It's perhaps a bit too long, and it's difficult to get as enraged by the situation as I suspect I'm meant to – it was an awfully long time ago. But Culloden is definitely worth watching today. It’s part of TV history, but apart from being in black and white and not featuring any swearing, it feels quite modern.
The War Game (1965)Good though Culloden is, The War Game is in a different league - I think it's one of the best films I've ever seen. It explores what might have happened in Britain in the run-up to and immediate aftermath of a nuclear war. Although it's dealing in hypotheticals, in things that never happened, it's still one of the most gruelling films I've ever sat through.
While it won the Oscar for Best Documentary, there's some question about whether it really is one. Although there are talking heads and scrolling text, and an offscreen narrator (Michael Aspel in parts of the film), most of the film is shot like Culloden, re-enacting scenes using amateur actors. But is a re-enactment of something that never took place really a documentary?It's certainly one of the least impartial films I've ever seen. It's clearly designed to make anyone who sees it very angry indeed at the madness of the nuclear 'deterrent'. It claims that in the event of a serious crisis it would have been NATO who would most likely have fired first, and shows how woefully unprepared the UK's civil defence was to cope with nuclear war. (In fact, the film is arguably a bit optimistic - I doubt nearly as many people would have survived as do in the film.)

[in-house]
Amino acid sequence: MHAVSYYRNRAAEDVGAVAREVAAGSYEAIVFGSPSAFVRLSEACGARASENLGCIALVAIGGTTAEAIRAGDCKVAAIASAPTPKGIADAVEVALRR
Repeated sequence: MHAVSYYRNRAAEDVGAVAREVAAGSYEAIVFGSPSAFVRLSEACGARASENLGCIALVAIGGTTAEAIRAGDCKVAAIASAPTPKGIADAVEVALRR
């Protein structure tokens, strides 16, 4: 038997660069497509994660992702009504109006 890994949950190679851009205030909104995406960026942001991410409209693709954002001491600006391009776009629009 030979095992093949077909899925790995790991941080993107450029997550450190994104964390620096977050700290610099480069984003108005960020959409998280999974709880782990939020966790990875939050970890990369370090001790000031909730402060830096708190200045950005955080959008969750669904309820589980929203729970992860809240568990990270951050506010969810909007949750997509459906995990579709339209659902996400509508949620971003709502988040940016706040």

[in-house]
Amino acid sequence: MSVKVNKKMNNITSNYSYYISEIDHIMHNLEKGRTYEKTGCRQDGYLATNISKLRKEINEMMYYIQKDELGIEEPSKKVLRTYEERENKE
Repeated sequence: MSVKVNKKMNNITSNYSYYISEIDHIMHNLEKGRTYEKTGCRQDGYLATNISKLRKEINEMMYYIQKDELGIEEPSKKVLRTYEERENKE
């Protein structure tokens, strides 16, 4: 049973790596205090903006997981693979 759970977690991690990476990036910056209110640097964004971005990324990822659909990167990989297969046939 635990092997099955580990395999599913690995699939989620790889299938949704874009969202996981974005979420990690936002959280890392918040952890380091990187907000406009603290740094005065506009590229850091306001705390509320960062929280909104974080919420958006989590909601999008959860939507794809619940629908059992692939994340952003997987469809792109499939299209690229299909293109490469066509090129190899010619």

It's incredibly powerful stuff, even though the situation it shows never happened. The most famous horrors are the bucket full of wedding rings taken from the dead, and the police firing squad executing alleged looters. But for me the most horrendous moment is the slow, seemingly endless pan over the faces of a row of dead women, which is incredibly convincing and directly evokes newsreel footage from the second world war. The firestorm sequence is also very well done, especially considering that the budget can't have been much bigger than that of Culloden. The narration, telling us of how nuclear explosions will melt our eyeballs or cause our cars to explode with us inside them, adds to the horror of it all by remaining dry and calm in tone, like a typical BBC documentary.The film often counterpoints overly optimistic little quotes from the government or the church with what would actually happen. You can feel the anger shining through. But I find the small, hopeless human moments more effective. The amateur cast are often remarkably good, especially the nurse who starts choking up when describing the casualties. There are moments that have stayed with me since I first saw it about ten years ago.